Archived News Item

More suffering for Lodwar

Kenya’s post-election conflict and the worldwide escalation of food prices have added to people’s suffering in Lodwar, reports Sister of Mercy, Yvonne Channells.

The largest town in Kenya’s north-west, Lodwar is a semidesert area, and tragically, drought, famine and poverty are all too familiar experiences for the people here.

“Previously they were able to purchase a very small portion of oil or milk or flour for ten
shillings,” says Yvonne, but “you can now buy absolutely nothing for ten shillings. Mind you, for the majority of the people in our programme, they wouldn’t even have ten shillings. For some, money would seldom if ever actually pass through their hands.”

With support from Mercy Works, Yvonne and a team of local people established a programme which provides nutrition, education and health support for vulnerable children in Lodwar. A large number of these children are orphans who are cared for by a grandparent, relative or friend. Some of them are also HIV positive.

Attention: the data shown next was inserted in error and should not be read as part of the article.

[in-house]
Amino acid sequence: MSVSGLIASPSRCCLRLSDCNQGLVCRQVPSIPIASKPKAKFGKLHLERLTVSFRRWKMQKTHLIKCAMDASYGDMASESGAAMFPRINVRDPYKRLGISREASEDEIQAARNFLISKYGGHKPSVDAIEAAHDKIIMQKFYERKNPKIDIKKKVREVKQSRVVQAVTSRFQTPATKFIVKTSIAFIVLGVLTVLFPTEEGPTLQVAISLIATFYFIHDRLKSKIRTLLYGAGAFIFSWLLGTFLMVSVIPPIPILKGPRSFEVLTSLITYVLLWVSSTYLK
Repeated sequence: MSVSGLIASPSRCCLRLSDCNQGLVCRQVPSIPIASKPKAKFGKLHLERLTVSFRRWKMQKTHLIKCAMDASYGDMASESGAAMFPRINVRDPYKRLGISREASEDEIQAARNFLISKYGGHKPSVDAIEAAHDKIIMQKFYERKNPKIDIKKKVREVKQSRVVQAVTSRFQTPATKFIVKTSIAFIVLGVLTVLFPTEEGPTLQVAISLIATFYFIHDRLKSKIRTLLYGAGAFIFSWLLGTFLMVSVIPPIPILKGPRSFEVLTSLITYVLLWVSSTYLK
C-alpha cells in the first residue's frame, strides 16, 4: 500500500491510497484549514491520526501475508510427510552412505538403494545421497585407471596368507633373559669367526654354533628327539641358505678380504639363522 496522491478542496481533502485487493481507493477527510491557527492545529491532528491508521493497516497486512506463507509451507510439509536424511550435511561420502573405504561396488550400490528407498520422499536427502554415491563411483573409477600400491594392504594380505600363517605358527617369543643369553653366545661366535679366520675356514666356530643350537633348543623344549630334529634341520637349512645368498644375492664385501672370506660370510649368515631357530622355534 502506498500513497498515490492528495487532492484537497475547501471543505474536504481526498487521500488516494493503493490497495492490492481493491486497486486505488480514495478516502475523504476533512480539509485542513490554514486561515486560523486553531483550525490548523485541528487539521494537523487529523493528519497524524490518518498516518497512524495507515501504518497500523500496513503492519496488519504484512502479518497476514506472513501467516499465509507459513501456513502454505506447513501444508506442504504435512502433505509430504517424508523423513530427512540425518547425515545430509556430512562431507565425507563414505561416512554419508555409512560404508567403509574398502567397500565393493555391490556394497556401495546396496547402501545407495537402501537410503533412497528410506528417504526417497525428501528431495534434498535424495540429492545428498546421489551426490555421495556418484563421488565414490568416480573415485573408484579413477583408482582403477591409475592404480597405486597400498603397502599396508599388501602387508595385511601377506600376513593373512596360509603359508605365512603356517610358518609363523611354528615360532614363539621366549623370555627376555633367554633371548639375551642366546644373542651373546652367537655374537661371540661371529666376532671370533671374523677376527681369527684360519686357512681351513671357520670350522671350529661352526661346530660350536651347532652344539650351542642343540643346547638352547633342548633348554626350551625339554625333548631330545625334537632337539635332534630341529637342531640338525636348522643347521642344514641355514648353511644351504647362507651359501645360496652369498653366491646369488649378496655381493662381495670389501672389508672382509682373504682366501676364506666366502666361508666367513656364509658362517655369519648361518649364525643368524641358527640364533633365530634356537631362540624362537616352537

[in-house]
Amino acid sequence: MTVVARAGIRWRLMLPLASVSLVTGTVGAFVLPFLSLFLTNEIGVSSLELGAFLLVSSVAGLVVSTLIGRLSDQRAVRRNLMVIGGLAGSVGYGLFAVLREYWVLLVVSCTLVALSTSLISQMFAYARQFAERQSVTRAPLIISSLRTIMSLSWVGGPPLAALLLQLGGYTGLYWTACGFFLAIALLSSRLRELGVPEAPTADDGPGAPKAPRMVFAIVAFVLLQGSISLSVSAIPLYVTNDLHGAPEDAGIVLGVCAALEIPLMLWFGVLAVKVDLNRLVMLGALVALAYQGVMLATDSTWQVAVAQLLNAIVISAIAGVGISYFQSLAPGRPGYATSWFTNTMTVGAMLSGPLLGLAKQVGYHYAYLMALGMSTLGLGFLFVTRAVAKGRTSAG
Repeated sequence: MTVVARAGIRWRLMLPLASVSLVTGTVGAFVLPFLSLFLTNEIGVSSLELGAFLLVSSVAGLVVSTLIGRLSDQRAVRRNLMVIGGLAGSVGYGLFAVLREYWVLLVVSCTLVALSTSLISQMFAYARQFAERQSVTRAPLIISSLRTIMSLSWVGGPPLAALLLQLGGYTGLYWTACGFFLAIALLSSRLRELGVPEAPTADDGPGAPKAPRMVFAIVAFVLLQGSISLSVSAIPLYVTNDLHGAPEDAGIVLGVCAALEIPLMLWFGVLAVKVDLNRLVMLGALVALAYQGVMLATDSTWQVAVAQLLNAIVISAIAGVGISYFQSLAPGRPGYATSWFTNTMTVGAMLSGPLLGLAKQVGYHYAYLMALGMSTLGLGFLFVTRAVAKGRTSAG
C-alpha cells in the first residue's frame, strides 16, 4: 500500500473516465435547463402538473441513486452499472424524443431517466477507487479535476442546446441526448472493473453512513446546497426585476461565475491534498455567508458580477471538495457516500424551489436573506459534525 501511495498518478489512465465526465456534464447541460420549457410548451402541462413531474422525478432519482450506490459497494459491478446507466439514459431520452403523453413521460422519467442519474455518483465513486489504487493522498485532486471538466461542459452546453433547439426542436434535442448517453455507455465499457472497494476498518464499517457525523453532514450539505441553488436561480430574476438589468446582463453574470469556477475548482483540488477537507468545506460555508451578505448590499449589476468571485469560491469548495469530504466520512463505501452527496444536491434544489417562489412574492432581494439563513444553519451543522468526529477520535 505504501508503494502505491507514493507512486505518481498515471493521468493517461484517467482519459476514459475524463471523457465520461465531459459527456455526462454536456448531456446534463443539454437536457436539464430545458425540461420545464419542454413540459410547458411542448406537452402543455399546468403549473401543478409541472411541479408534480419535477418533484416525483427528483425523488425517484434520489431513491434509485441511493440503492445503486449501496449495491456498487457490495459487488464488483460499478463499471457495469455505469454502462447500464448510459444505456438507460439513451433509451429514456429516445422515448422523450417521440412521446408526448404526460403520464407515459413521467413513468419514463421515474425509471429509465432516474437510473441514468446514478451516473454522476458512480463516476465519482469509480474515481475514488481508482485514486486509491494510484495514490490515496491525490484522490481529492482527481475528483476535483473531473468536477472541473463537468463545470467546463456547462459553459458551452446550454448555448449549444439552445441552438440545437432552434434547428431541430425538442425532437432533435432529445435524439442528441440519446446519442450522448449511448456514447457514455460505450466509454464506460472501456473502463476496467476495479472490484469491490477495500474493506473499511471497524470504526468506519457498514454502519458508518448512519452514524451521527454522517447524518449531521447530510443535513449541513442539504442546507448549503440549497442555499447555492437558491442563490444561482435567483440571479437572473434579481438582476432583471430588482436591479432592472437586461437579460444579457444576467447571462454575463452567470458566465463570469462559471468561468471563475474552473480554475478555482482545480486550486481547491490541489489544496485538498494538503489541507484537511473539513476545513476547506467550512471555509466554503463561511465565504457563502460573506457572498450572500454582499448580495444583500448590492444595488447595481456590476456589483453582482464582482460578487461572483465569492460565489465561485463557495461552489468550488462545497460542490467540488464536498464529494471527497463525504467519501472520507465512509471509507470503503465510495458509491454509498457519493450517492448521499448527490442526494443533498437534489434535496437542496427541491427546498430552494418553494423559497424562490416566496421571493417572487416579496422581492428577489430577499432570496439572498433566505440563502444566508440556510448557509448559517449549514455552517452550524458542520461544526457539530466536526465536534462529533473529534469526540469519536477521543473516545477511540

According to Yvonne the number of internally displaced persons in Lodwar is now over
8,000. This sudden increase of “mainly destitute” people has affected the area’s already
strained resources.

“There have been some very nasty incidences in the town with a hardware business burnt down and attempts to burn others. There have also been reports of looting and people receiving threatening letters.

“An attempt by the combined churches to hold a peace march had to be aborted because of serious threats of violence.”

On another occasion a disturbance broke out because a child was accidentally shot. “The
shops were hurriedly closed because of attempted looting. Any vehicle that passed through town was stoned. Police were shooting in the air and people ran in all directions.”

Despite these happenings, Yvonne says the Vulnerable Children’s Programme is able to provide relief, even in a very small way. “The fortnightly food distribution, by our dedicated staff, of maize, beans, cooking oil, rice and salt has continued” as well as “the
distribution of milk and fruit each week at the children’s three afternoon sessions. All this is very minimal but helps keep starvation at bay.”

“There are 105 children in the programme at present plus their older siblings. We were
so sad to lose three children within the last six months. Two died of sickness and one in
an accident. There are always others needing to be included in the programme. With the
other family members, the numbers catered for would be approximately 200.”